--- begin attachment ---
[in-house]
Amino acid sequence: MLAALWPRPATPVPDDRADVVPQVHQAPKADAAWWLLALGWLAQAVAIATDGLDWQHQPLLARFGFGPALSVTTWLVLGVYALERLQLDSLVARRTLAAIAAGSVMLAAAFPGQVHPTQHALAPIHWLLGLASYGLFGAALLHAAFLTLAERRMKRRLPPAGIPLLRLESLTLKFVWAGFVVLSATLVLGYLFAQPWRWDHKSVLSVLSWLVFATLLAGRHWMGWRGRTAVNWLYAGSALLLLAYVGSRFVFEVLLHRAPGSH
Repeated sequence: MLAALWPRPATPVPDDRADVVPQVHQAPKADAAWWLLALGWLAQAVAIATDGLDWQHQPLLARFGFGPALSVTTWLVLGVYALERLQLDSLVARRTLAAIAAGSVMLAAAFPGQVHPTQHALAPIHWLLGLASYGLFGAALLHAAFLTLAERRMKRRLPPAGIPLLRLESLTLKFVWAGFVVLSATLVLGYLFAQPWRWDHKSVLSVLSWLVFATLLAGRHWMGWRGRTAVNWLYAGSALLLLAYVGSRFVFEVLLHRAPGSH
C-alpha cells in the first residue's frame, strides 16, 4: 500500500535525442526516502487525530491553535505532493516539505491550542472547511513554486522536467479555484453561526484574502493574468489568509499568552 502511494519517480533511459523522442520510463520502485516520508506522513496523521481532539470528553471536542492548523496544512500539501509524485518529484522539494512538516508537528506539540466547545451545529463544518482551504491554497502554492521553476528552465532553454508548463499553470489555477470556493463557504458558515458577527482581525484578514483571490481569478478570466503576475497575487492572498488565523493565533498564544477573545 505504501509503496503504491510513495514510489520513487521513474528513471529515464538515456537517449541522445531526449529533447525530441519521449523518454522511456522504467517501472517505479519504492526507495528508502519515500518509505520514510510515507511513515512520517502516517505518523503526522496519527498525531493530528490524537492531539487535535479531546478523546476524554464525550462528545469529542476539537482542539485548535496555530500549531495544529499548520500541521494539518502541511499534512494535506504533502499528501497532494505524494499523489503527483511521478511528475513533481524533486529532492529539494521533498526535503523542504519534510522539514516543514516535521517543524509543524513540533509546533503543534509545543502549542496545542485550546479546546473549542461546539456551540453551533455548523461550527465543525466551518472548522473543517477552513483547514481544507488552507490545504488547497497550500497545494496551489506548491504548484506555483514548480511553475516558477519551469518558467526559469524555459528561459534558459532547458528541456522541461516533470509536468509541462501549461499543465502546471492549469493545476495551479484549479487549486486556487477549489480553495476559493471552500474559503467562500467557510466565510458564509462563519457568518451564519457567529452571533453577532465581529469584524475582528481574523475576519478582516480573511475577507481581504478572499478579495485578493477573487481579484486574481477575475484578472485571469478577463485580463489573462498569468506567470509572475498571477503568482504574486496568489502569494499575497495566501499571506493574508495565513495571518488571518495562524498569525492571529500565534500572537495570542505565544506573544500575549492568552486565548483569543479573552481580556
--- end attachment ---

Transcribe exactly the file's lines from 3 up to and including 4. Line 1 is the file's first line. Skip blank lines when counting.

Repeated sequence: MLAALWPRPATPVPDDRADVVPQVHQAPKADAAWWLLALGWLAQAVAIATDGLDWQHQPLLARFGFGPALSVTTWLVLGVYALERLQLDSLVARRTLAAIAAGSVMLAAAFPGQVHPTQHALAPIHWLLGLASYGLFGAALLHAAFLTLAERRMKRRLPPAGIPLLRLESLTLKFVWAGFVVLSATLVLGYLFAQPWRWDHKSVLSVLSWLVFATLLAGRHWMGWRGRTAVNWLYAGSALLLLAYVGSRFVFEVLLHRAPGSH
C-alpha cells in the first residue's frame, strides 16, 4: 500500500535525442526516502487525530491553535505532493516539505491550542472547511513554486522536467479555484453561526484574502493574468489568509499568552 502511494519517480533511459523522442520510463520502485516520508506522513496523521481532539470528553471536542492548523496544512500539501509524485518529484522539494512538516508537528506539540466547545451545529463544518482551504491554497502554492521553476528552465532553454508548463499553470489555477470556493463557504458558515458577527482581525484578514483571490481569478478570466503576475497575487492572498488565523493565533498564544477573545 505504501509503496503504491510513495514510489520513487521513474528513471529515464538515456537517449541522445531526449529533447525530441519521449523518454522511456522504467517501472517505479519504492526507495528508502519515500518509505520514510510515507511513515512520517502516517505518523503526522496519527498525531493530528490524537492531539487535535479531546478523546476524554464525550462528545469529542476539537482542539485548535496555530500549531495544529499548520500541521494539518502541511499534512494535506504533502499528501497532494505524494499523489503527483511521478511528475513533481524533486529532492529539494521533498526535503523542504519534510522539514516543514516535521517543524509543524513540533509546533503543534509545543502549542496545542485550546479546546473549542461546539456551540453551533455548523461550527465543525466551518472548522473543517477552513483547514481544507488552507490545504488547497497550500497545494496551489506548491504548484506555483514548480511553475516558477519551469518558467526559469524555459528561459534558459532547458528541456522541461516533470509536468509541462501549461499543465502546471492549469493545476495551479484549479487549486486556487477549489480553495476559493471552500474559503467562500467557510466565510458564509462563519457568518451564519457567529452571533453577532465581529469584524475582528481574523475576519478582516480573511475577507481581504478572499478579495485578493477573487481579484486574481477575475484578472485571469478577463485580463489573462498569468506567470509572475498571477503568482504574486496568489502569494499575497495566501499571506493574508495565513495571518488571518495562524498569525492571529500565534500572537495570542505565544506573544500575549492568552486565548483569543479573552481580556